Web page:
Laced lollipops: Why are parents purposely getting their kids infected with chicken pox?
Dr. Elizabeth Jacobs, a UA Associate Professor of Epidemiology, said the anonymity of social media makes this figurative 'modern day pox party' even more dangerous.
Reporter: Claire Doan
TUCSON (KGUN9-TV) - Tucked away in the far recesses of the Internet: A demand for lollipops laced with chicken pox. That's right - parents who are wary of vaccinations believe it's a safe way to protect their kids.
The offer for infectious confections first appeared on Facebook: spit on suckers, spreading cooties from Arizona, to Tennessee, to Louisiana. A multi-state ring of parents are avoiding vaccinations for their children, sending and receiving lollipops with the chicken pox virus through the mail, hoping to infect their kids the natural way.
"Yes, it's the chicken pox lollipops: It's got the delicious taste kids love, but with the proven effectiveness of something licked by a stranger," Stephen Colbert joked on the Colbert Report.
While the idea has become the brunt of jokes, it's no laughing matter Dr. Elizabeth Jacobs, who is the Associate Professor of Epidemiology at the University of Arizona's College of Public Health.
Jacobs told 9 On Your Side the idea is like the old pox party, which is getting neighborhood children together to get infected when one kid is sick. However, in this modern-day incarnation, the anonymity of social media makes it much more dangerous.
"The basic assumption is that you trust the person who is sending it to you, but you don't know who that person is, and you only know them through Facebook. It could be a fake Facebook profile," Jacobs said.
Dr. Karen Lewis, the Medical Director for the Immunization Program Office of the Arizona Department of Health Services, told KGUN9 News that the laced lollipops likely won't work - kids cannot get chicken pox that way.
"It makes no sense. Viruses need cells to live on," Lewis said in a phone interview.
However, the Pima County Health Department warns that what's in the mail is essentially a mystery.
"It could be chicken pox, it could be worse: HIV, hepatitis, poison, some sort of drug. So you really don't know," said Michael Acoba, the Program Manager for Epidemiology.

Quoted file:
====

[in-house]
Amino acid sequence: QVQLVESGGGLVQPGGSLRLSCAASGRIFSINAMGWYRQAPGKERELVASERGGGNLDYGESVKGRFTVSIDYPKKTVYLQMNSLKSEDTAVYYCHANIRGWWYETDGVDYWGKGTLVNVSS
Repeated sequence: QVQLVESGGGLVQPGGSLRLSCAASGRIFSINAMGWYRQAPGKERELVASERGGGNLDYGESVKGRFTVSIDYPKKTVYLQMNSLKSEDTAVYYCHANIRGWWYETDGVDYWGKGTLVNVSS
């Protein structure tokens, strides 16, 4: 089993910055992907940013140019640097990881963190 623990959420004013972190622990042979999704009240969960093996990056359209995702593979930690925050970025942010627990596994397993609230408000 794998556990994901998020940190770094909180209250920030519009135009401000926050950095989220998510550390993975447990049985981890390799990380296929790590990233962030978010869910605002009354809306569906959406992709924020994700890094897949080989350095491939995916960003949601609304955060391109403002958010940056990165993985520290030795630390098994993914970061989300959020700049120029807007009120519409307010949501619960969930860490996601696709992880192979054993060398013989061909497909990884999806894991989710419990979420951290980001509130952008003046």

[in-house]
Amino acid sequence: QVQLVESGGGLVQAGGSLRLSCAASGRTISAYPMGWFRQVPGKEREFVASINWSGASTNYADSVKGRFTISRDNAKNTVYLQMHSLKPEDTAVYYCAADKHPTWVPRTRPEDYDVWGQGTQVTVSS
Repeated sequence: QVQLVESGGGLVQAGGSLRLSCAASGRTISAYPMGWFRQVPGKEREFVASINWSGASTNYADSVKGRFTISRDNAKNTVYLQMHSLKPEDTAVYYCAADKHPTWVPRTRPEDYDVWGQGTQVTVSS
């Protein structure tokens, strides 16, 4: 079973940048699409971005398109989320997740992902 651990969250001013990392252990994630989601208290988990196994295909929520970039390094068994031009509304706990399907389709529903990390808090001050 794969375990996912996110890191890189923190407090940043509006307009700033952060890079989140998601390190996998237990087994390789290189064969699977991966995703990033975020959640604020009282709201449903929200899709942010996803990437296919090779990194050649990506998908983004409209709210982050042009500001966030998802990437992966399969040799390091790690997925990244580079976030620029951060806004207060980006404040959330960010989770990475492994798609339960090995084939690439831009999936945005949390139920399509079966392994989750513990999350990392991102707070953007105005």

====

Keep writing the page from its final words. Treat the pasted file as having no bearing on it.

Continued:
Officials said there are no confirmed cases locally or statewide and the original Facebook post has since been taken down, but there is no way to know whether the offers to exchange infected lollipops are still going on via private social media.
The chicken pox vaccine has been available since 1995. Dr. Matt Heinz, a State Representative, said shots have side effects, but they're much safer than getting chicken pox.
"The thrust behind this idea is to infect your kids naturally. Is there any benefit to that versus a vaccination?" asked Reporter Claire Doan.
"No. With chicken pox, that virus can actually cause certain children with suppressed immune systems that may not even know it - to die from that virus," Heinz said. He encourages parents to discuss the benefits and risks of vaccinations with their doctor.
"For a while, people thought autism and certain types of disease from vaccinations. And it turns out that's not factually correct. The data do not support that," Heinz said.
So who's cracking down on the laced lollipops? KGUN9 News asked Rob Soler, a spokesman from the U.S. Post Office.
"When you mail something at the post office, the clerk will ask you if there's anything flammable, hazardous and potentially dangerous in that package. And under the law, the person who's mailing it needs to respond honestly. That's our first point of check," Soler responded, adding that the U.S. Post Office does not screen materials.
However, a U.S. Attorney in Nashville warns that sending infected items through the mail is a federal crime, punishable by up to 20 years in jail. Nashville is where the pops first popped up.
Some epidemiologists and doctors said the anti-vaccination movement stems from misguided information on the Internet, and the fact that people can't remember the pre-vaccine days when diseases like the chicken pox were more deadly.
However, Jacobs advises: Regardless of your take on shots, don't take a shot at laced lollipops.
"It's downright dangerous to public health. I don't understand why anyone would willingly expose their kids to a disease that is vaccine preventable," Jacobs said.
9 On Your Side tried to contact members on the Facebook site called "Find a Pox Party in Your Area," where the lollipops were originally advertised, but none of them responded to our requests for comment.